It seems like when invoking a function explicitly, it should be compiled at compile-time with a specific variable type, but I am not sure how implicit function invokation works. I don`t think compiler will create a different function for evey datatype available (since there can be many different data-types in one program). So can someone explain how the templates work, and how they effect performance of the peogram¿ I understand that different compilers can implement them differently, so a link to a compiler-specific technical writting will suffice me.
Some of the more popular implementations do generate a copy of the instantiation code in each object file which triggers an instantiation, and count on the linker to throw out all but one. Other compilers use some sort of repository, where instantiations are stored; if the instantiation is already present, the compiler doesn't bother regenerating it. This solution is significantly faster and uses less disk than the first solution, but it's also a lot harder to get right. (The compiler has to generate a new instantiation not only if one isn't present, but if any of the files the instantiation depends on have changed.)
Template instantiation is done at compile-time; no there is no run-time overhead for instantiating a template.
> but I am not sure how implicit function invokation works.
> I don`t think compiler will create a different function for evey datatype available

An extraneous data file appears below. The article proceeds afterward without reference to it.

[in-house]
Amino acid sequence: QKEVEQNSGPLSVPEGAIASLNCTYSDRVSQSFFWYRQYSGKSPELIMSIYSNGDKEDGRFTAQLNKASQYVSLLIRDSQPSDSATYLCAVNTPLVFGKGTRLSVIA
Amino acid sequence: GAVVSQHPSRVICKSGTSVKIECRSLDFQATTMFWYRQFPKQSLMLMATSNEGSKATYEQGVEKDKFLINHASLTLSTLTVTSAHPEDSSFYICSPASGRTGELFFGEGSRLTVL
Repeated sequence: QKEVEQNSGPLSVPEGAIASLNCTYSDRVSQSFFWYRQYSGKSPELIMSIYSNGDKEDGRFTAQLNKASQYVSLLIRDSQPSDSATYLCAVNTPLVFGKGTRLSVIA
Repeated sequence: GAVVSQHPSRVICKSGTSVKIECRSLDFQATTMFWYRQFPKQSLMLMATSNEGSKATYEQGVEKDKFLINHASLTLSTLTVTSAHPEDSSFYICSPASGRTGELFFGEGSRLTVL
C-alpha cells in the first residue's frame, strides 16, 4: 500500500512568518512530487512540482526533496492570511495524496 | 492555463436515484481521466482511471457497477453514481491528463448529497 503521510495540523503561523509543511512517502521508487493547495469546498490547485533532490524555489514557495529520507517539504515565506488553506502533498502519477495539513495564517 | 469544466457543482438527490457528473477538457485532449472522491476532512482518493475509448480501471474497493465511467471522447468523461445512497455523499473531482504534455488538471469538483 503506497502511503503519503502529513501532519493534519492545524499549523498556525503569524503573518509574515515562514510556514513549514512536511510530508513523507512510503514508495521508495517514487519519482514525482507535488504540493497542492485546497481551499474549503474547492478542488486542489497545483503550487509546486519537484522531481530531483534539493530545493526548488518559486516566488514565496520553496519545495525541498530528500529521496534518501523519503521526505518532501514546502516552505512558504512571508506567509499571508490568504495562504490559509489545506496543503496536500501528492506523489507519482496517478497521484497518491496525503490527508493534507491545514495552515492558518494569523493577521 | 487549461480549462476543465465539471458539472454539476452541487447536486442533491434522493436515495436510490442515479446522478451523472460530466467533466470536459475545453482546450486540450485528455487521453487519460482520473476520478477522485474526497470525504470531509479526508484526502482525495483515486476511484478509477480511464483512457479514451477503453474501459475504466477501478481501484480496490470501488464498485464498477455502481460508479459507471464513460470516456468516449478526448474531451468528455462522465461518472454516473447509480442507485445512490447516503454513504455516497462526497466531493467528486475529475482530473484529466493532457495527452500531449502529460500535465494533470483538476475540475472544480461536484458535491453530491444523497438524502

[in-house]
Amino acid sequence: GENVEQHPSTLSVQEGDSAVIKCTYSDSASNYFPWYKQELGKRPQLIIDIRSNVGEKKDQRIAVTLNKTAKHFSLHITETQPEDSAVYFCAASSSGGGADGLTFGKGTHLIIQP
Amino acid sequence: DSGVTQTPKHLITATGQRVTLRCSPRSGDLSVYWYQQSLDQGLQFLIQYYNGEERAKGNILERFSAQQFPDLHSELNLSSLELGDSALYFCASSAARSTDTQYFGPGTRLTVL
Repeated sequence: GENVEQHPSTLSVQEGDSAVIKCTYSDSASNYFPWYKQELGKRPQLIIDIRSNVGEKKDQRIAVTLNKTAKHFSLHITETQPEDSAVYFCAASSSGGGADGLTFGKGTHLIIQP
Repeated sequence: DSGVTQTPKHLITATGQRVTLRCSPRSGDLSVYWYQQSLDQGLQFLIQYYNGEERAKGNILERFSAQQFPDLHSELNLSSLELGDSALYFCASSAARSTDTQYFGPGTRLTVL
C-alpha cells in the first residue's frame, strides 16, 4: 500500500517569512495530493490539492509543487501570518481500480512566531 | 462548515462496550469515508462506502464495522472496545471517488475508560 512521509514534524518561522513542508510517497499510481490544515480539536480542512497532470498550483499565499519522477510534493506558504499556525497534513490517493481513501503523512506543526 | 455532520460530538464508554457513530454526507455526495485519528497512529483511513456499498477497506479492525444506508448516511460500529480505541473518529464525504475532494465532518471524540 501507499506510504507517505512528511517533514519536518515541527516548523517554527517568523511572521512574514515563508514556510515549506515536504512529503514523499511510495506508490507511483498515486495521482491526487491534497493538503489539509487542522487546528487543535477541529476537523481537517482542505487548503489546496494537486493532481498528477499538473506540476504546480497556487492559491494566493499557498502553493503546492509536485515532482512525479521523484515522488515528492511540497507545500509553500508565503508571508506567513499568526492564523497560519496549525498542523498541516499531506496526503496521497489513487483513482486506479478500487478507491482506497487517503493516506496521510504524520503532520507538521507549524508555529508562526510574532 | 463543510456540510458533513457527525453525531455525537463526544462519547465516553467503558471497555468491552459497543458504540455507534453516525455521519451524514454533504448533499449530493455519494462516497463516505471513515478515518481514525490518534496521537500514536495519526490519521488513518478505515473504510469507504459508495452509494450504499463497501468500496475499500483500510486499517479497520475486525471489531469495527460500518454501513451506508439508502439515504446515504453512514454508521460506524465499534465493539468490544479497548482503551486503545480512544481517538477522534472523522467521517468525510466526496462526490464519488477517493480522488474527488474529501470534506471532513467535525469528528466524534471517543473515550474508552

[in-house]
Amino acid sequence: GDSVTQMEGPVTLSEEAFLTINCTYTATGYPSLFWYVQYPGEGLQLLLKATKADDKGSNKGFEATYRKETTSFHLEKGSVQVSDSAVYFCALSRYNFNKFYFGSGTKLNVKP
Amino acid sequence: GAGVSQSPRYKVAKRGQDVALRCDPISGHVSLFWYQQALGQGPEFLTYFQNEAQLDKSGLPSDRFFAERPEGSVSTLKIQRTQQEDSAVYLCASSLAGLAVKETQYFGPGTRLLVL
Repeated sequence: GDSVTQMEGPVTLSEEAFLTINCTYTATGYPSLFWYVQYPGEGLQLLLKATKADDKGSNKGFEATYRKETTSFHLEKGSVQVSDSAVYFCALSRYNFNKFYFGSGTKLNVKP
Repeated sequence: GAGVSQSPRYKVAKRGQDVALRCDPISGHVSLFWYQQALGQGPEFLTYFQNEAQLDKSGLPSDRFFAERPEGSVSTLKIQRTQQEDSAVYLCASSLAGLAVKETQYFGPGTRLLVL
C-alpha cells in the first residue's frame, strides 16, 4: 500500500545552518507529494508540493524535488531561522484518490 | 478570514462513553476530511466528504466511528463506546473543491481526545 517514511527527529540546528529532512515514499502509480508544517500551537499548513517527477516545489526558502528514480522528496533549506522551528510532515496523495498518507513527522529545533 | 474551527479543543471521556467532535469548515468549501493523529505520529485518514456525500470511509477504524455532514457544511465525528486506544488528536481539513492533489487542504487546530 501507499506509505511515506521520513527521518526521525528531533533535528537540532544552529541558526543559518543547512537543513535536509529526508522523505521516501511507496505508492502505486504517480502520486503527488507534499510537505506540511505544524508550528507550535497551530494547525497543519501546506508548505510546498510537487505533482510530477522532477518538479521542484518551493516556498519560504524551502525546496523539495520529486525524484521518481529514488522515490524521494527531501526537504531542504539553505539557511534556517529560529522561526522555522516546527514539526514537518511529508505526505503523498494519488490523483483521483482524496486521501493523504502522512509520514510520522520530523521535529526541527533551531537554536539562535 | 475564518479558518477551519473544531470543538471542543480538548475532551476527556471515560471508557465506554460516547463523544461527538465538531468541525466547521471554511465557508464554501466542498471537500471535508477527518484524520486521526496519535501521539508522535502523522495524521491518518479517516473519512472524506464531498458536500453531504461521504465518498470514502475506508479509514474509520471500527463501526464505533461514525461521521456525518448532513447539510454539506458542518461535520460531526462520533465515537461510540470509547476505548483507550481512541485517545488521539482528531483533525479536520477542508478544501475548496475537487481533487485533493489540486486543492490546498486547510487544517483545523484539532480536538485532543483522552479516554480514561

> (since there can be many different data-types in one program).
Yes. AFAIK, every implementation creates a different instantiation each time. This can lead to code bloat for template functions containing a significant amount of code; you may want to write your code in such a way that this issue is addressed.
Some what dated; in current C++, you would use std::enable_if<> and friends.
C++ requires that each template instatiation occurs exactly once in the program if it is needed, and not at all otherwise. There is also a code bloat problem if the implementation violates this rule. I haven't checked the situation with the more recent versions, but g++ used to be (and probably still is) a notorious violator.
you may want to write your code in such a way that this issue is addressed.
I would rather use type_traits to avoid the problem of code bloat.
type_traits is ease to use, although the syntax is a little bit verbose